• You must be able to cover your current loan balance and any cash you wish to claim with your equity

  • You must provide proof that is current with your property taxes and insurance
  • Your home must be maintained

Whether you’re getting a jumbo reverse mortgage in California or New York, the requirements will most likely be the same. 

What Are The Benefits?

A jumbo reverse mortgage can benefit you in many ways. Let’s take a look at some of the common benefits below: 

  • Larger line of credit or lump-sum payment – With this type of loan, you’re able to borrow up to 4 million dollars. Having more borrowing power gives you the ability to achieve other financial goals
  • You don’t have to pay mortgage insurance – 2% of the loan balance is paid upfront to cover the FHA mortgage insurance because jumbo reverse mortgages aren’t insured by any government agencies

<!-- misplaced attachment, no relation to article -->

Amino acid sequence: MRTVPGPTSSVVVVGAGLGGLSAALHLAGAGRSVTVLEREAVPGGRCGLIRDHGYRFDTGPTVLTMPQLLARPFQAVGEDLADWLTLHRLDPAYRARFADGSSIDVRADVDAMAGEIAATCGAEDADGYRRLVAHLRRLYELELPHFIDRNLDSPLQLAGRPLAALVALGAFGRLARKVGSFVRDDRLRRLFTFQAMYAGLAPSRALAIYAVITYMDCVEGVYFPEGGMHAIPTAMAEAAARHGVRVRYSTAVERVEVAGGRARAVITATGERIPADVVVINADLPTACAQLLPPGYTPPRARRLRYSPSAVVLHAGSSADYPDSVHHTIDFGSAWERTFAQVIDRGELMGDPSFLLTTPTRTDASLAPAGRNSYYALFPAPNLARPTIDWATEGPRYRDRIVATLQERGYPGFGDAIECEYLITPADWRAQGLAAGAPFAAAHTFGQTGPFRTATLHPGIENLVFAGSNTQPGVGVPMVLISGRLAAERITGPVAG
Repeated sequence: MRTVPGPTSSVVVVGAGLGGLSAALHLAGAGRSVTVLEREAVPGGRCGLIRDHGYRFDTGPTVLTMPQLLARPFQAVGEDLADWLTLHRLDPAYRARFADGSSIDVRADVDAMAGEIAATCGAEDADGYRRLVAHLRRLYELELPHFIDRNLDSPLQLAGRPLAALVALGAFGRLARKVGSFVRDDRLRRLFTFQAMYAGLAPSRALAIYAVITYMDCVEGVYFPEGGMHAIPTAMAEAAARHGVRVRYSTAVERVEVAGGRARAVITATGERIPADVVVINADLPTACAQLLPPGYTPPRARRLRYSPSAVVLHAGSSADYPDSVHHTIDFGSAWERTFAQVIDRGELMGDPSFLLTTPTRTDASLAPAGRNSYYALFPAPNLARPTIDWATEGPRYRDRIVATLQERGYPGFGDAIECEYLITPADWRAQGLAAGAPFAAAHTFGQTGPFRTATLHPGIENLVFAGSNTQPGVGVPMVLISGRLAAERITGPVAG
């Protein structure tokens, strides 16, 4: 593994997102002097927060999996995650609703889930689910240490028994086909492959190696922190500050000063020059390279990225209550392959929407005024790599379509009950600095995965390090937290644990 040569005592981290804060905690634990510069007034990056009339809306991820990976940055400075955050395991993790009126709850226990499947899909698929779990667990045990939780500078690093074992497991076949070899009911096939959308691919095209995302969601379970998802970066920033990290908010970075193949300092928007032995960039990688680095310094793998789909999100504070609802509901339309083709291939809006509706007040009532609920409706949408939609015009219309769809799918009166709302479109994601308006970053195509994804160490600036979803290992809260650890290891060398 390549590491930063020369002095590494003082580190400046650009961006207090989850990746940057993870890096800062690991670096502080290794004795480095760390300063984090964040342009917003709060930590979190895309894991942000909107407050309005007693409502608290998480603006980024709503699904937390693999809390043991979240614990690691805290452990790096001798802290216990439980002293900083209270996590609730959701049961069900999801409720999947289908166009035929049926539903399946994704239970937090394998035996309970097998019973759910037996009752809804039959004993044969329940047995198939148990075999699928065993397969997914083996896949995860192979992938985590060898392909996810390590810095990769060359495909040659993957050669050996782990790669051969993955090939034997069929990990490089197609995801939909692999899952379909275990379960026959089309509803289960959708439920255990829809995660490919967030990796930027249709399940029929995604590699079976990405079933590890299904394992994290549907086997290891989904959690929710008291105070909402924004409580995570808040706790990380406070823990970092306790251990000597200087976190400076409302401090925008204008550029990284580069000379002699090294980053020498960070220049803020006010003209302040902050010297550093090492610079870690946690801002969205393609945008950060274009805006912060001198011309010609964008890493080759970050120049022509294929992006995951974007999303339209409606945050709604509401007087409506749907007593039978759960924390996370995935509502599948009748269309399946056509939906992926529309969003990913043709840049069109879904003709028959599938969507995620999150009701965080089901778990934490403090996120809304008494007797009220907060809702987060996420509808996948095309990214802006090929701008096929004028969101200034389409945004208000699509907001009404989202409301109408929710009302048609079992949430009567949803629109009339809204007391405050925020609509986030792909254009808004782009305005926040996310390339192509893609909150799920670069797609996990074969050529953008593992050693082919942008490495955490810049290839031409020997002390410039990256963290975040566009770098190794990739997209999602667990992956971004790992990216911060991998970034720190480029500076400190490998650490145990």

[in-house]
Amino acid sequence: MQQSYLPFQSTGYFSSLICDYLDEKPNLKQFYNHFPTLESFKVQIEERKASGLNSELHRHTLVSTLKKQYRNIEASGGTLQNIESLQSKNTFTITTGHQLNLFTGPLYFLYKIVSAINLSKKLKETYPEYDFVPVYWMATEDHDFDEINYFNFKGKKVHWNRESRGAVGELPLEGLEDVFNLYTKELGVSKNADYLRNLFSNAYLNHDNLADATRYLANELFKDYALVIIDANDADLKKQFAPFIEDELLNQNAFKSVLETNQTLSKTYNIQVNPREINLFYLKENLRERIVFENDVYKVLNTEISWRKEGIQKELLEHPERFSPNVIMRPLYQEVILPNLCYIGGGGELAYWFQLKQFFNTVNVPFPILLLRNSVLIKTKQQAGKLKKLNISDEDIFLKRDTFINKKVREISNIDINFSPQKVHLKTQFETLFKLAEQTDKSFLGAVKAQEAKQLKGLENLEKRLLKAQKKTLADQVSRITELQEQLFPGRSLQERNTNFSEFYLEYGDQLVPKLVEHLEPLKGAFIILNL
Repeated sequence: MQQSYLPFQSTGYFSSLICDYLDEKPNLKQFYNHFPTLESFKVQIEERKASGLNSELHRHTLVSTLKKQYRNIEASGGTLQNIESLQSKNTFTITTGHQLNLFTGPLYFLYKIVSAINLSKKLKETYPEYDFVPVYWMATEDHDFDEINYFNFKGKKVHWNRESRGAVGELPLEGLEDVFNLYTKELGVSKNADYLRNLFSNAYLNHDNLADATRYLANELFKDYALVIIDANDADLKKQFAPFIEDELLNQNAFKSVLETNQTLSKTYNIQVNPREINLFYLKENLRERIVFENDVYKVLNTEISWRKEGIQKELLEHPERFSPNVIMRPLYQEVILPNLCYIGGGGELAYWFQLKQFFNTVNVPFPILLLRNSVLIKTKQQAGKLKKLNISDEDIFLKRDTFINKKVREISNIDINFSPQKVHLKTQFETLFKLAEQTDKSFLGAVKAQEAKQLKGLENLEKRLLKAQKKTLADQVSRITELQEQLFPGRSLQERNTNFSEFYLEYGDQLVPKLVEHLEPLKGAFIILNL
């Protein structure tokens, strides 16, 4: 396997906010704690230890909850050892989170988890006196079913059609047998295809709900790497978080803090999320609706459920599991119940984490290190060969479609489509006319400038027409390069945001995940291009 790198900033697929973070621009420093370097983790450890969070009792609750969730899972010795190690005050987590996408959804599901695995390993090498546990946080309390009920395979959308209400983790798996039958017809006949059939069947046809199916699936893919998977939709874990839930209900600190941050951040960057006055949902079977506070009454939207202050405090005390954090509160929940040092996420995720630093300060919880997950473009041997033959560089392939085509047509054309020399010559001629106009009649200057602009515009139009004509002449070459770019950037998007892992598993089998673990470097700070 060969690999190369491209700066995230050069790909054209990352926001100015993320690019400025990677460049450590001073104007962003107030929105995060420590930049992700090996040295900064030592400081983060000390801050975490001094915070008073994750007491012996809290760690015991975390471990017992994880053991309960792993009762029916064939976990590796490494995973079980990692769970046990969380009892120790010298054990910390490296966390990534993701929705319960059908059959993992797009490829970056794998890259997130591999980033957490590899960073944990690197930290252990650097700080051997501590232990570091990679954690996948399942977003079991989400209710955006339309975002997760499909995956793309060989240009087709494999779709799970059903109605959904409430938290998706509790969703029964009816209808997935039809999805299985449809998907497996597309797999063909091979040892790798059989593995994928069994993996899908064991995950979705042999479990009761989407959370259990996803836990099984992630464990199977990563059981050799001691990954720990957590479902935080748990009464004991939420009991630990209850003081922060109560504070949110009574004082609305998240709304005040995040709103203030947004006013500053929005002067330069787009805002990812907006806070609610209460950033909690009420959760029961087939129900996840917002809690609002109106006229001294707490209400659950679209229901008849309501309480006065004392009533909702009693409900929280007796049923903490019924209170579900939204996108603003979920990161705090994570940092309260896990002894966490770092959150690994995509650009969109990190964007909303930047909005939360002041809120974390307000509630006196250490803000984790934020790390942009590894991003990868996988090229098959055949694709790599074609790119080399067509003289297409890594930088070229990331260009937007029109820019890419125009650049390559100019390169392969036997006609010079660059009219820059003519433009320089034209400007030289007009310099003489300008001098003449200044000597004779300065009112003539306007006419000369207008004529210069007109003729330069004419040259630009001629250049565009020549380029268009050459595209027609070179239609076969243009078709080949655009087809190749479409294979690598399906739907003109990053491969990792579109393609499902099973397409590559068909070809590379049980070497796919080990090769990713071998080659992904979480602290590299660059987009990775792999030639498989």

• You can qualify at a younger age – This type of reverse mortgage allows you to borrow when you turn 60, instead of 62. If you haven’t reached the general age requirement for a standard reverse mortgage and you’re not able to wait another two years to gain access to cash, a jumbo reverse mortgage would be a great option for you. 
  • Meet healthcare needs – As we get older, our health may take an unexpected turn. Healthcare can be incredibly expensive, especially if it becomes a long-term expense. A reverse mortgage can give you access to cash that you may need to take care of yourself in a facility or make your home more appropriate for your changing needs. 

retired couple embracing each other

Should You Get One?

After ensuring you fully understand the terms, conditions, and the fine print before making a final decision, you absolutely should get one if you agree with everything. If you want to pay off current debt, need extra cash to enjoy your retirement, or want to remodel your home, it’s definitely worth considering getting a jumbo reverse mortgage